Orange County has lost more in property taxes than any other Florida
county because of a tax break meant for nonprofit-housing groups but which
largely benefited companies that develop low-income apartment complexes.
According to Florida Housing Finance Corp., Orange County lost about $16 million in taxable-property value last year because of the exemption, out of an estimated $115 million that was shaved from property-tax rolls statewide.
That's because the Florida Legislature changed the state's property-tax laws two years ago so Habitat for Humanity and similar nonprofit organizations would not face large property-tax bills when they built apartments or other multifamily-housing projects, officials at Florida Housing Finance Corp. said.
But the exemption also wound up reducing the tax bills of multifamily-housing developers, including two Orlando-area businesses: CED Cos. and Atlantic Housing Partners. Maitland-based CED was founded about a quarter-century ago by one of Central Florida's leading philanthropists, Alan Ginsburg of Winter Park. Atlantic Housing Partners, based in Winter Park, was formed about seven years ago by former CED executives.
"My board was not happy about" the exemption having been extended to apartment complexes produced by such companies, said Wellington Meffert, general counsel for Florida Housing Finance Corp. "It appears that none of these projects needed any kind of relief. ... They are all cash-flowing projects."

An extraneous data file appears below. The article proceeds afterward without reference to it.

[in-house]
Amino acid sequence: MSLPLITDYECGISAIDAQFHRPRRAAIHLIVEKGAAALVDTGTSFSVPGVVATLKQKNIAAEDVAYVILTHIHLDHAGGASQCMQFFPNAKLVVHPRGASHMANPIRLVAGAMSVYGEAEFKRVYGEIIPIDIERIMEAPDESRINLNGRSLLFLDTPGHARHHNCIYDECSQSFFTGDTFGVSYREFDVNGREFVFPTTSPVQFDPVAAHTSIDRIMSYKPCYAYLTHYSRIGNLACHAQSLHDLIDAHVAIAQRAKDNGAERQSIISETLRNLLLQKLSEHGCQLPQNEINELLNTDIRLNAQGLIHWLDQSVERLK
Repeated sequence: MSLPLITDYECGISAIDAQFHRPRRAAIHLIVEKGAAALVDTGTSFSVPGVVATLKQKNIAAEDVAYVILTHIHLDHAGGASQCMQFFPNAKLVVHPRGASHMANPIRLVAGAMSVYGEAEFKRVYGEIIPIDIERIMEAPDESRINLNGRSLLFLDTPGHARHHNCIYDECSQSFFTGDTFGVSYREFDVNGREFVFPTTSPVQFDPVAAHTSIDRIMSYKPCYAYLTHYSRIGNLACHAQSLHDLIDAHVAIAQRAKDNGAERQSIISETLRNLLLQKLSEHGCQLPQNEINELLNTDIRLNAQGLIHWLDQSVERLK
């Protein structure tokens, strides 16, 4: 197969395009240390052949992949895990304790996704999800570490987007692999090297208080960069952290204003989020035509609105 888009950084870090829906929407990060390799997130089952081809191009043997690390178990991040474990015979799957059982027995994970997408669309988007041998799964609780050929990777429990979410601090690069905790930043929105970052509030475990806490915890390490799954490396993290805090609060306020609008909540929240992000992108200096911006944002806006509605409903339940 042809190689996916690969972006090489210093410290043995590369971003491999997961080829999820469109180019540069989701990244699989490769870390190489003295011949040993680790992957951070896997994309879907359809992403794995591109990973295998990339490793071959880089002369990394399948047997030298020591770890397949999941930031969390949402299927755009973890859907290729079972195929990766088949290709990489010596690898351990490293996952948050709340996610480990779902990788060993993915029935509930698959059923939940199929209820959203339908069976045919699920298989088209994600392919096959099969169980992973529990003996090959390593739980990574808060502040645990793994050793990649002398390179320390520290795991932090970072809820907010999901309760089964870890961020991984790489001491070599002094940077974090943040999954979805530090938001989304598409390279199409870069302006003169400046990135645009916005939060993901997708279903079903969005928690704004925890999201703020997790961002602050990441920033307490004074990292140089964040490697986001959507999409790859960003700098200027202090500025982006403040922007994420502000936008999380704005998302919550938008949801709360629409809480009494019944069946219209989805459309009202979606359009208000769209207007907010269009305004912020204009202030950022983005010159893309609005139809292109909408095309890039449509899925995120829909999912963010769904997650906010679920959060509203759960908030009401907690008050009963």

The loophole, as one Florida legislator calls it, is in the process of being plugged. The Legislature during its recent session passed a measure that would eliminate the exemption for apartment owners, such as CED, that partner with nonprofits by transferring their interests to them. The legislation has been sent to Gov. Rick Scott for his signature.
The tax break allows for-profit developers to transfer ownership of apartment complexes in a way that removes the properties from local tax rolls. As a result, local governments statewide lost out on more than $11 million in property taxes last year alone.
"When it was originally put into law, this exemption was only projected to result in a small loss to local governments," said state Sen. Wilton Simpson, R-New Port Richey, who sponsored this year's bill to close the tax loophole. Instead, local governments lost revenue needed to fund schools and build other infrastructure, he said.
"There are still other state and federal tax credits available to entities involved in affordable housing," Simpson noted. "Repealing this exemption was the right thing to do for the state of Florida."
Moves to undo the property-tax break in the Legislature this spring were opposed in Tallahassee mostly by Southern Affordable Services Inc., a housing-related nonprofit formed in 2009 by executives with CED Cos. and Atlantic Housing Partners. Those two companies subsequently transferred their interests in 80 apartment complexes to Southern Affordable Services Inc. so they would be exempt from property taxes.
Ginsburg was out of the country and unavailable for comment. Officials with Atlantic Housing Partners and CED could not be reached for comment.